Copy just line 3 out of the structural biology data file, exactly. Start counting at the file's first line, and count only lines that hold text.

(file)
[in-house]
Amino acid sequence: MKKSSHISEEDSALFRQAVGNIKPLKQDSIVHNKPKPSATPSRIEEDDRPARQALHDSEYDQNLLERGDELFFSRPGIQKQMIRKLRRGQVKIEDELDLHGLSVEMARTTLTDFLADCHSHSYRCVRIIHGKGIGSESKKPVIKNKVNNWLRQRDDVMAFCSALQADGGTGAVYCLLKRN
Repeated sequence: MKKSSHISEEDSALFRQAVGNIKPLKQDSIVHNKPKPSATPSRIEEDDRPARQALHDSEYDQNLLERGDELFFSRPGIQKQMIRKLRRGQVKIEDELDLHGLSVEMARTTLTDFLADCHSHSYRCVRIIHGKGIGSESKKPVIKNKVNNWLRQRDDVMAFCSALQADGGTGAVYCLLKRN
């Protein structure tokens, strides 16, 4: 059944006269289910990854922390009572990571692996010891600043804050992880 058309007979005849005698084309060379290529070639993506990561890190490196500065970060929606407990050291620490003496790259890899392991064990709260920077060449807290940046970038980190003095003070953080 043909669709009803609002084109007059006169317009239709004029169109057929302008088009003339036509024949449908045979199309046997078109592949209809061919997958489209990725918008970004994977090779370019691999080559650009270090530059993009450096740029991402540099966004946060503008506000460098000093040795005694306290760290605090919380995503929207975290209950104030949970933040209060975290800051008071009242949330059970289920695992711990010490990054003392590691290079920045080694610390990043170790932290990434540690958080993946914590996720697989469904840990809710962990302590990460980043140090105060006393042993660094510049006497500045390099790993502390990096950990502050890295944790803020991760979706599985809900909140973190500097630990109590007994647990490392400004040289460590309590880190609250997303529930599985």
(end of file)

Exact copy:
Repeated sequence: MKKSSHISEEDSALFRQAVGNIKPLKQDSIVHNKPKPSATPSRIEEDDRPARQALHDSEYDQNLLERGDELFFSRPGIQKQMIRKLRRGQVKIEDELDLHGLSVEMARTTLTDFLADCHSHSYRCVRIIHGKGIGSESKKPVIKNKVNNWLRQRDDVMAFCSALQADGGTGAVYCLLKRN